First Lines Friday


First Lines Friday is a bookish meme hosted by Literary Marie. I encourage all of my fellow book bloggers and bookhearts to play along.
  • Grab your current read(s).
  • Share the first line(s).
  • Include the title and author.

"Everyone hated a fat woman, but none more than she hated herself."

~ Waisted by Randy Susan Meyers 

 

April 3, 2019

The Confessions of Frannie Langton


"A novel is like a long, warm drink but a poem is a spike through the head." ~ 3%

Frannie Langton is known as "The Mulatta Murderess." In London 1826, Frannie Langton goes on trial for the murder of Mr. and Mrs. Benham. She was their house-girl, maid, slave, seductress, servant, whatever claim fits best. The testimonies are damning. But the mind of the accused is what drew me in; Frannie cannot confess what she doesn't believe she's done.

Then begins a story of a young girl learning how to read on Paradise Plantation, Jamaica. The year is 1812. Thirteen years later, she is moved to a grand house in London. Her duty is caring for Madame Benham and guarding secrets from the Mister. For years she waits to be freed. Until one day she wakes up in Madame's bed, covered in blood, with no recollection of what happened.

"Now, it's a case of gobbling backwards. As if I spent my whole life putting those words in, and now I'm spitting them back out." ~ 12%

How best can I describe the reading experience of The Confessions of Frannie Langton? Hmmm, long. Not long as in the time it took to finish (5 days). Not long as in page length (352). Long as in the unfolding of the story.

There was a lot of background information leading up to the present time at Frannie's trial. Perhaps I was misled by the first line, thinking this would be a fast-moving read full of testimonies and maybe a couple flashbacks. Instead the author took us back in time. And I do understand the author's purpose. Readers had to learn if, or why, Frannie Langton was on trial for murder. No one act happens without reason. I get it. But damn, it was long.

The main character, Frannie Langton, is well fleshed out. So much so, that I felt her anxiety and hopes rise. Just like she waited for freedom, I waited for something to happen soon too. Because maybe then, the story would move along. Get on with the events leading up to the night in question!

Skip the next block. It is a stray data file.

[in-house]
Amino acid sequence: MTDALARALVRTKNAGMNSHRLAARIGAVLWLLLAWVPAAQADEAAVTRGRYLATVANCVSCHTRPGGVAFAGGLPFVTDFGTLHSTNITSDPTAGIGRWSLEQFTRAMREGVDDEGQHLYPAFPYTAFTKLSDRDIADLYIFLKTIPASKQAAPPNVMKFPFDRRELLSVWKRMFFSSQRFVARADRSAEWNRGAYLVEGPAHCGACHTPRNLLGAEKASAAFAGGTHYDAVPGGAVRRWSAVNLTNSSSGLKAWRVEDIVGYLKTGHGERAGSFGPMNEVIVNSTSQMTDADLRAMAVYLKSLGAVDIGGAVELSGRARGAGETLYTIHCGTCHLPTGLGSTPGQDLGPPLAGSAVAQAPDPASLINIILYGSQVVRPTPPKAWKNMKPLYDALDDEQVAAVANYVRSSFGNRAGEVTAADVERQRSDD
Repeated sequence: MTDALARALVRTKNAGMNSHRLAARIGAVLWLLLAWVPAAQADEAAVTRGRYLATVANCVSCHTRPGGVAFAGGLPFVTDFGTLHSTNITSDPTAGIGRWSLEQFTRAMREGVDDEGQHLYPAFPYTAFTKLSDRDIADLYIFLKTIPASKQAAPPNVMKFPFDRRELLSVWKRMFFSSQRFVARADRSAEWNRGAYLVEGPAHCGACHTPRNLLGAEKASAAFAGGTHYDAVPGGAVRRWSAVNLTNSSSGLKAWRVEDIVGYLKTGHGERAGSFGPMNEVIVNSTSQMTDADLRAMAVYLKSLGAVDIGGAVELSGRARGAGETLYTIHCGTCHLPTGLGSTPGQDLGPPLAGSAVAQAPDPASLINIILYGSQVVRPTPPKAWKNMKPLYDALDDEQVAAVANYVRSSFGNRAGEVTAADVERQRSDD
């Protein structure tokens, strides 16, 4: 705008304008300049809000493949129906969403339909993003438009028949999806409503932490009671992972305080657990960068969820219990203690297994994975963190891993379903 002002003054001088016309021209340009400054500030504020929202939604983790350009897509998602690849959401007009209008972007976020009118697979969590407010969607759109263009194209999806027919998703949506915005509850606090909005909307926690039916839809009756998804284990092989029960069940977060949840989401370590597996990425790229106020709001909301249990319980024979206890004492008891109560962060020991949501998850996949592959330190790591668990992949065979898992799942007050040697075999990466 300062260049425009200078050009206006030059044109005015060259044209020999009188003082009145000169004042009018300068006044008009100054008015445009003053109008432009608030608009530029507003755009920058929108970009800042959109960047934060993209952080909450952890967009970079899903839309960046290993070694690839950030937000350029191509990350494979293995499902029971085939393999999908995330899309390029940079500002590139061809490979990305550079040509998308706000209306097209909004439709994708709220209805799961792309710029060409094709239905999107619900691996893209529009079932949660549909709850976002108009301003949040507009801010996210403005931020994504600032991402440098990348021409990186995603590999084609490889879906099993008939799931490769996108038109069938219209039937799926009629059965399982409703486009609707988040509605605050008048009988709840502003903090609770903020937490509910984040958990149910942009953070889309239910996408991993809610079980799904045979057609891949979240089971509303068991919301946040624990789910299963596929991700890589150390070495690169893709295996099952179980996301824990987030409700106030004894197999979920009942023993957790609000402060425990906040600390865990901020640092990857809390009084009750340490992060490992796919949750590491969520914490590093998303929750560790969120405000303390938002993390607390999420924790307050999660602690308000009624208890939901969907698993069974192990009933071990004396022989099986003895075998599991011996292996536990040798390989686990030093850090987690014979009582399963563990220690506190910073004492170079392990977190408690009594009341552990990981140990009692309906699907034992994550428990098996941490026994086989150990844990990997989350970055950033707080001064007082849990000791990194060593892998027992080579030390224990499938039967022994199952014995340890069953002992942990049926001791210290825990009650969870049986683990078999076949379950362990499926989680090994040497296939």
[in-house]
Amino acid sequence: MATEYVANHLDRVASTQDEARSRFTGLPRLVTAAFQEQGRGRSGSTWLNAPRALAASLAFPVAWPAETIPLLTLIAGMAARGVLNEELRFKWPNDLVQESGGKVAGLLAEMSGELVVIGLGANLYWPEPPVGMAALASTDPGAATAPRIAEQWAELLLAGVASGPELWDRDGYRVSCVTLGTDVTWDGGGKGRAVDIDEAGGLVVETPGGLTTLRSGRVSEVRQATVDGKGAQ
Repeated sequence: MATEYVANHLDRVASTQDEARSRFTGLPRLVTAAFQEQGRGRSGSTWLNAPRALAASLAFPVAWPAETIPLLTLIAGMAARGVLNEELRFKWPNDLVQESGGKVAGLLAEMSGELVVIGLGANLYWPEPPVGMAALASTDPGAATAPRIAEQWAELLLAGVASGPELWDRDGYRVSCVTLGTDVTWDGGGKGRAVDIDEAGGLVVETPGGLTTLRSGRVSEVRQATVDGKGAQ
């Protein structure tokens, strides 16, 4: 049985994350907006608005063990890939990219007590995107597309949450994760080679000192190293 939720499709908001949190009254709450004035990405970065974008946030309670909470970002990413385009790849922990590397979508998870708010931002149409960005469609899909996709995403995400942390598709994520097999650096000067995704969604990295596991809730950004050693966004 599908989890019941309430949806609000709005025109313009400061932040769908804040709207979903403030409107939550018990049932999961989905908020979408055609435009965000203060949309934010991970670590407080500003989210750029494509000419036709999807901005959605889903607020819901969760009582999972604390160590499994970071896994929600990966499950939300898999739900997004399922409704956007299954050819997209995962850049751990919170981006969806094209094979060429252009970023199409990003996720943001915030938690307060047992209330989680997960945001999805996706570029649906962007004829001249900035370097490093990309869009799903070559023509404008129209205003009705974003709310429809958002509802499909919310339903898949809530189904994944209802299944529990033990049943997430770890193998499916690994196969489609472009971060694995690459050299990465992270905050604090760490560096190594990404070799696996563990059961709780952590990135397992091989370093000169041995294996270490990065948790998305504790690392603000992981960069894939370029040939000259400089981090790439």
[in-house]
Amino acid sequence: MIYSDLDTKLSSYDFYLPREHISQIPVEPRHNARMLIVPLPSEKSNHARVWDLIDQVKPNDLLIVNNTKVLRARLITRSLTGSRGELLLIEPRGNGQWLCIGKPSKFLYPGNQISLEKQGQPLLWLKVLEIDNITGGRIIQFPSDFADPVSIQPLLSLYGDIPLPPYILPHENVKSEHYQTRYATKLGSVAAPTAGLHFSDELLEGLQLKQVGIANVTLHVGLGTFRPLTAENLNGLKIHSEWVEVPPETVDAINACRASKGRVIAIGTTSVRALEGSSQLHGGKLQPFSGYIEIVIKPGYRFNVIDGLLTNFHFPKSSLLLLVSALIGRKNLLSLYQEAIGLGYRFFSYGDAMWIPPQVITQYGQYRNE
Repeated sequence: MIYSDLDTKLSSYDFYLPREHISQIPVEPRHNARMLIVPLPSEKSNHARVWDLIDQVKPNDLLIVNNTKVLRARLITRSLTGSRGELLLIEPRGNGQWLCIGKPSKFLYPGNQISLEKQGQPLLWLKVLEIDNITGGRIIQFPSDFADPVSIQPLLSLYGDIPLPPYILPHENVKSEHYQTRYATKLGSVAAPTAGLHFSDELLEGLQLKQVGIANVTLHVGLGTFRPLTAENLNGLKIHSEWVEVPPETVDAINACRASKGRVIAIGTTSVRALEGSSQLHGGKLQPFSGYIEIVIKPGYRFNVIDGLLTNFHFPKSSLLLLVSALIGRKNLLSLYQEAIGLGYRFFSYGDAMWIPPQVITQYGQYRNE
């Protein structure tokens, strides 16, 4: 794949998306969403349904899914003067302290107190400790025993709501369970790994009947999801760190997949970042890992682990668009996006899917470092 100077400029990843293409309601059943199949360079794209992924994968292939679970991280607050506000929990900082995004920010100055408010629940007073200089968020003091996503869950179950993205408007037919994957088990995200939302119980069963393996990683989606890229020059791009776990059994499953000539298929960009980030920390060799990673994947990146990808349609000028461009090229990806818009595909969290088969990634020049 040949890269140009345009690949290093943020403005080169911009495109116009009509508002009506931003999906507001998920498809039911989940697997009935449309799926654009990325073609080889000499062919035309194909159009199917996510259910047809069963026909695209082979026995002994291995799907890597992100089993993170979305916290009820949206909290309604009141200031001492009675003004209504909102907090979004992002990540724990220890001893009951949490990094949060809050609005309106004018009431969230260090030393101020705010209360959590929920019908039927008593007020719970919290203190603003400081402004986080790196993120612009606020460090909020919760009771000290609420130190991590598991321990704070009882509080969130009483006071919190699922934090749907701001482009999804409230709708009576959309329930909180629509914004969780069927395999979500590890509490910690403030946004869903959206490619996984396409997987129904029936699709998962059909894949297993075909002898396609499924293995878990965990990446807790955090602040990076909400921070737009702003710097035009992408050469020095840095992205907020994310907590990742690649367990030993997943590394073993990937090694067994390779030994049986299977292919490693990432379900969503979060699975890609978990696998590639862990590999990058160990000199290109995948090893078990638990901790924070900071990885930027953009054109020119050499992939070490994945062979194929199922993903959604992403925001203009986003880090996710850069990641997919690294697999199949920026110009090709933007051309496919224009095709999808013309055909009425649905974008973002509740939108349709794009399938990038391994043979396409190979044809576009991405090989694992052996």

"Cut this long tale of yours short, Pears." ~ 92%

Yet this new novel fits comfortably in the historical fiction genre. It is the reason, along with the promise of courtroom drama, that I wanted to read an advance copy. I like how it revealed slaves were taken from Jamaica and the conditions of England in the 1800s. I also like the acceptance of her being able to read and scribe. Her masters did not feel threatened by Frannie's intelligence. In fact, Madame encouraged Frannie to read and often had discussions about book plots. So rare during this era!

Overall The Confessions of Frannie Langton is a good read, appropriate title, interesting characters, but not-so-good pacing. If you pick up this book, get comfortable and know it will take a while for this slow-moving train to reach the station.

Happy Early Pub Day, Sara Collins! The Confessions of Frannie Langton will be available on Tuesday, May 21.

Disclaimer: This book was received directly from the publisher for review purposes only. In no way does it influence my review. The opinions I have expressed are my own and would be the same if I spent my hard-earned coins.

Title: The Confessions of Frannie Langton
Author: Sara Collins
Published: May 2019
Pages: 352
Edition: Galley
Rating: πŸ–€ πŸ–€ πŸ–€

   

April 2, 2019

Hollywood Black